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Author: englishwithkirsty

I have two blogs. Unseen Beauty is my personal blog. English with Kirsty is my business blog for people who are interested in languages or learning English.

7 thoughts on “Why my guide dog is not public property – even if you put some money in a tin”

  1. Argh, I want to tell that woman she should be grateful you didn’t set your fierce lab on her! When I read the title for this, I started mentally going through all the times I’ve come across guide dogs and their owners. And owners of dogs generally. You do need to read the signs with anyone prior to trying to get them into a discussion which may make them uncomfortable in some way, whether it’s awkward or inconvenient or just plain rude to interrupt. I remember a lady outside of the little Tesco Express store in town last year with her dog, raising money for Guide Dogs. I watched from a distance first and she was quite chatty with people. I went up, put money in, asked her how she was and said what a gorgeous dog she had. She asked if I liked labradors and I got that goofy look on my face – “do I hell! I love ’em! Retrievers too, do you have one of those in your handbag by any chance?”

    Okay, so I didn’t say that. But she invited conversation and then I asked if I could say hello to the dog. There’s no way I’d ever say hello to someone’s dog without getting a go ahead from the owner, and if I thought they weren’t happy with it then I wouldn’t even entertain the idea. The other problem is these labs and retrievers are just gorgeous. I can just imagine how many times people get stopped as a result, and that must multiply when it’s a guide dog and someone thinks they’re almost entitled to do and say as they please.

    Very well said, Kirsty. A good point for us all to keep in mind.
    Caz xx

    1. Thank you! It is so true. Some of them really solicit attention, which is why some guide dog owners prefer German shepherds. They are generally less interested in other people.

      I love dogs too, and especially now that I don’t have one, I’m always happy to give pats when we’re out and about, but only if the owner is ok with it.

      I think a lot of the cute puppy imagery is part of the problem – the cute puppies grow up to be working dogs. Sometimes in the past I’ve asked people “would you do that if you saw a police dog out and about?” Some got the point – others didn’t!

      I’m glad you got some labrador time with the lady outside Tescoes and it’s good you asked first.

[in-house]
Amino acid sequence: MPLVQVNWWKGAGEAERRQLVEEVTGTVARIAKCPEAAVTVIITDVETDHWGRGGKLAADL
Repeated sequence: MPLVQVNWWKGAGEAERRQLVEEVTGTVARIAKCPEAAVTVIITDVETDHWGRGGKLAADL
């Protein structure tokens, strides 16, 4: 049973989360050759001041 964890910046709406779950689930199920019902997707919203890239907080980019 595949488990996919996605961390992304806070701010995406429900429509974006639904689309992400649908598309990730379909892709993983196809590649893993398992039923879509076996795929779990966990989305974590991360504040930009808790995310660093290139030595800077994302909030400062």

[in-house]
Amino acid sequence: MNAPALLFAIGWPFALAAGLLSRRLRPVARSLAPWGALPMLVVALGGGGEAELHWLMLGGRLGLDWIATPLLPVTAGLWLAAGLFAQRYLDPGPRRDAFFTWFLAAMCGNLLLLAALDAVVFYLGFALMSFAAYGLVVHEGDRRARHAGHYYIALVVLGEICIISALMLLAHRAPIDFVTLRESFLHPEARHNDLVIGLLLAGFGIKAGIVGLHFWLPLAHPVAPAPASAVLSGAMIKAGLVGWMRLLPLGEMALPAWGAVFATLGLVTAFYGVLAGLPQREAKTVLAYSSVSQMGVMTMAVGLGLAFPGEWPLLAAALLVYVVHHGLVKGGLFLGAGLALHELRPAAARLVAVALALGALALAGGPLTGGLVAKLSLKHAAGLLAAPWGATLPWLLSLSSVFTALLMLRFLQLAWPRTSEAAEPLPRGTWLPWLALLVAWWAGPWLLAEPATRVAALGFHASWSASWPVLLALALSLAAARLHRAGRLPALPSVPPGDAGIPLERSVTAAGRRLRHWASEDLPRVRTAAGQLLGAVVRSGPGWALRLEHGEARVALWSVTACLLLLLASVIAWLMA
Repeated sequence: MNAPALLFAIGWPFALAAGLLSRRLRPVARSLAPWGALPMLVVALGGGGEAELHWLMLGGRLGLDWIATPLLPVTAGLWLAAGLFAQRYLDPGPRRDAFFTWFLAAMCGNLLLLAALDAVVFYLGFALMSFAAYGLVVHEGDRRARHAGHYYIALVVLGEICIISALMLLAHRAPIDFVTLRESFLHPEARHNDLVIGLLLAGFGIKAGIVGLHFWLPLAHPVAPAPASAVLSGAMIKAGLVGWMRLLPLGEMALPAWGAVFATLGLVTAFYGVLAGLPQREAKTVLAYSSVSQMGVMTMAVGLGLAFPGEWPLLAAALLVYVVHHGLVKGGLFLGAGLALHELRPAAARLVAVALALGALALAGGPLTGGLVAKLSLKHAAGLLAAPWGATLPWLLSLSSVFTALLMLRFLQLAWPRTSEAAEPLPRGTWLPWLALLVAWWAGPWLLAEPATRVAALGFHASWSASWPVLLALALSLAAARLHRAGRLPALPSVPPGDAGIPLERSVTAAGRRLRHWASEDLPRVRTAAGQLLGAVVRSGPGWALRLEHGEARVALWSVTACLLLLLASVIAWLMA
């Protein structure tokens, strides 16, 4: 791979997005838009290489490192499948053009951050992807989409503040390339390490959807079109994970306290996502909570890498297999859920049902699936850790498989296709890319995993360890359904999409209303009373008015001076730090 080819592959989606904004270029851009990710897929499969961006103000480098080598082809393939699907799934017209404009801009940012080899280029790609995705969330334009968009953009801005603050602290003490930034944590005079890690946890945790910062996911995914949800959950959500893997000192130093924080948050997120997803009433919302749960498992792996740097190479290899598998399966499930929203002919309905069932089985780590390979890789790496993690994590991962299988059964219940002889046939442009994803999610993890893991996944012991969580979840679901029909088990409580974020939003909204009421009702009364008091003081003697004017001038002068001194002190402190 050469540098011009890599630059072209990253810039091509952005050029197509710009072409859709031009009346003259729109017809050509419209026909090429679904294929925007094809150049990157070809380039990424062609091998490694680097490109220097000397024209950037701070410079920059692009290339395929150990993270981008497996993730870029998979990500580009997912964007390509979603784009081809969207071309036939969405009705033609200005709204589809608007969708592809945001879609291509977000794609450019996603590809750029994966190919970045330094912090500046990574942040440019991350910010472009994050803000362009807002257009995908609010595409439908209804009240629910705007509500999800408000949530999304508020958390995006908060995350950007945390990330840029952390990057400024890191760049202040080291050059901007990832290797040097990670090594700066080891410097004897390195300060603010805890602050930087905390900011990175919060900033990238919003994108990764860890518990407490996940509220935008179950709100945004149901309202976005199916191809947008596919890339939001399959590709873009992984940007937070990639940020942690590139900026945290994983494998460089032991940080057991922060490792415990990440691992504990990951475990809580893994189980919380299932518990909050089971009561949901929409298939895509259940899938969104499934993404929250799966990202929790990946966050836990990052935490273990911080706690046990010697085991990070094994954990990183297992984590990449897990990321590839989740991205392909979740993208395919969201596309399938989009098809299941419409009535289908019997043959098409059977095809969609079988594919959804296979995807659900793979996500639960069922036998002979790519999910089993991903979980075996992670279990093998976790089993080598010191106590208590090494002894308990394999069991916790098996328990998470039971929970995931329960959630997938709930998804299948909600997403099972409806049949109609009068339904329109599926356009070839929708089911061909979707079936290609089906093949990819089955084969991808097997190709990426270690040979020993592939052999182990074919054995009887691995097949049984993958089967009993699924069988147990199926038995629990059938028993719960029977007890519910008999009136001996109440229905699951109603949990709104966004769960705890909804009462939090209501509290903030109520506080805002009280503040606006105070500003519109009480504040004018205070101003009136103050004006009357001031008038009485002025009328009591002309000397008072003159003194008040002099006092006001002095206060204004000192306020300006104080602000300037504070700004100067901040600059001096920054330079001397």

2. First of all this is a very well written article. I know lots of persons myself included who have had inappropriate interaction with the public and their guide dogs.
    It is a common problem.
    The Seeing Eye, where I got my dog, tried in every way possible to train us to deal with these situations. Thankfully, only one or two times did I have to get extremely forceful with people.
    before I go, let me just say, that I don’t know what countries provide funding through their healthcare systems, forgot dog use, but it certainly is not the United States.
    All of our guide dog schools are nonprofits and they all must raise money to fund the programs.
    Have a great day.

    1. Thank you for your comments. I’m glad that your guide dog school offered good support in this area.

      A lot of the advice that I recieved was good as well, but I did feel there were some people who didn’t want us to upset the public too much, because they are the main source of funding. I think here at least, more could be done to promote the message not to distract or engage with the dogs.

      Have a wonderful day,

      1. Hi.
        The Seeing Eye and other Guide Dog organizations have put out instructional brochures on how to correctly interact with the handler dog teams.
        We’re taught how to correctly speak to the public when confronted with such situation, and in many states throughout the country it is a felony to interfere with a service dog of any kind.
        The Seeing Eye has been in existance since 1929 and in fact, is the largest and oldest school in the entire world. They began the Guide Dog, or as it is politically correct to say, “Dog Guide” movement.
        It is why I’ve written the books I have. The goal of my writing is to educate the public about such things.
        My first two books deal directly with the Guide Dog process.

  3. Ah that woman was out of line, she probably needed someone to be short with her to realise that behaviour like that isn’t welcome. I think a lot of people don’t realise that a guide dog is a working partner, not a cute doggy for them to play with as and when.

    1. I think she probably told all her mates about that mean woman with the guide dog – but maybe she was just saving face and when she left the situation had time to think about how her behaviour wasn’t great. I guess I’ll never know! But yes, most of the time it wasn’t as bad as that situation, but I still had to remind people that my dog was like a police dog or a rescue dog – doing a job and not just there for a fuss.